Russian president Dmitry Medvedev said in an exclusive interview with "Good Morning America" that he would consider withdrawing from the nuclear disarmament treaty he and President Obama signed last week, should the U.S. missile defense program in Europe create an "imbalance."
In an interview with ABC News' George Stephanopoulos, Medvedev said the two countries negotiated specific language, or a "formula," in the preamble of the new START treaty that states there is an "interconnection between the strategic offensive arms and missile defense."
"So if those circumstances will change, then we would consider it as the reason to jeopardize the whole agreement. That doesn't mean that because of that rule, if the American side starts to build up the missile system the treaty would automatically lose its power," Medvedev said.
"[If] the other party radically multiplies the number and power of its missile defense system, obviously that missile defense system is indeed becoming a part of the strategic offensive nuclear forces, because it's capable of blocking the action of the other side. So an imbalance occurs, and this would be certainly the reason to have a review of that agreement," Medvedev said.
This issue has long been a sticking point in negotiations between the two countries and Medvedev said should his country feel the missile defense program is a threat, then he would pose the question about a "premature end" to the agreement, but said he hopes that it would not come to that.
Following the signing Thursday of the treaty, which would reduce America's and Russia's nuclear arsenals by a third over seven years, Obama told Stephanopoulos that he is confident the Russians would not withdraw.
"We were firm, and are now absolutely confident that this in no way impedes our ability to move forward on the missile defense program, that's designed not to target Russia," he said in the ABC News interview.
CLICK HERE to read the full transcript of the interview.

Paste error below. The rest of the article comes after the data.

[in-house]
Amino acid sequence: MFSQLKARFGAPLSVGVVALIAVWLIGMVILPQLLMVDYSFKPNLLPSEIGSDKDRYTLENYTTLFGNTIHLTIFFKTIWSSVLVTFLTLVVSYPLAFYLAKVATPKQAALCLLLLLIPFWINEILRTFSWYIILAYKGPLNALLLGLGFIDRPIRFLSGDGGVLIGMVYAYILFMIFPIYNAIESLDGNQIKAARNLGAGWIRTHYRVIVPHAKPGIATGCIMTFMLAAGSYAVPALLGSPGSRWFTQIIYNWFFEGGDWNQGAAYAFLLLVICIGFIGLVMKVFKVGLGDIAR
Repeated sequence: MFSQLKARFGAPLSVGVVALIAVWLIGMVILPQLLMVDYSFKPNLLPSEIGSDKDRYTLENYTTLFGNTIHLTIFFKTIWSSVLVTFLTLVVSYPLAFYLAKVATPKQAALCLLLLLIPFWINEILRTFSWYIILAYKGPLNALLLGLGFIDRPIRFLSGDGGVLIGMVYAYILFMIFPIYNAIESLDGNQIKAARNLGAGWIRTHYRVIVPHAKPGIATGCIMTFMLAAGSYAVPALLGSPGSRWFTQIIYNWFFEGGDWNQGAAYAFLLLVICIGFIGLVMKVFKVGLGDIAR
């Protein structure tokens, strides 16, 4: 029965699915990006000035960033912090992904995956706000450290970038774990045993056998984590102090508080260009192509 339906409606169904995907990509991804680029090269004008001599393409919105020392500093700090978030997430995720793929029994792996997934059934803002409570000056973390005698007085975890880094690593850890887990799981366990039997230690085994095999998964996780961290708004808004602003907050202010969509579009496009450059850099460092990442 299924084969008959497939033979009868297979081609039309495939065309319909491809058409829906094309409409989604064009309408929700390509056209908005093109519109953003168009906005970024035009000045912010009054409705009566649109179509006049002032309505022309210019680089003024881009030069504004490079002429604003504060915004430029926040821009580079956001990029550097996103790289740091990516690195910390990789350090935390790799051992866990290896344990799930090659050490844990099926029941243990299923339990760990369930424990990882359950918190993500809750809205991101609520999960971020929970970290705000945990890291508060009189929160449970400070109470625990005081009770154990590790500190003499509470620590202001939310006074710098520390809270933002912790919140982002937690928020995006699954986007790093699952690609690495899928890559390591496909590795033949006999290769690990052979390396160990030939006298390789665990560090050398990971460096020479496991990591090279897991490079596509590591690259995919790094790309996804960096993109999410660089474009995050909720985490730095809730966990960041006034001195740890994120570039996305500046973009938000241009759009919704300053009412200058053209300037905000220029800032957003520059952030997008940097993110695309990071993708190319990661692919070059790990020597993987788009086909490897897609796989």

Following 16 meetings and phone calls with President Obama, Medvedev said he considers him a "comfortable partner" and says he finds it "interesting" to meet with him.
"The most important thing that distinguishes him from many other people -- I won't name anyone by name -- he's a thinker, he thinks when he speaks," Medvedev said, but would not say who he was speaking about because he didn't want to offend anyone.
The Russian president said he found his American counterpart to be knowledgeable and a good listener, something he said was a good quality in a politician.
"There was no instance in our meetings with Mr. Obama where he wasn't well prepared for the questions. This is very good. And after all, he's simply a very pleasant man with whom it's a pleasure to deal," Medvedev said.
Ever since Medvedev, the handpicked successor of previous President Vladimir Putin, was elected in March 2008, questions have been raised about whether he or Putin, currently the Russian prime minister, is really in charge of the country.
Medvedev told Stephanopoulos that he found that question "annoying" and is "tired" of answering it.
"The decision is taken by the person who is designated to do it by law. If you consider the questions of foreign and domestic politics, the defense, the security, this is only the president. And nobody else," Medvedev said.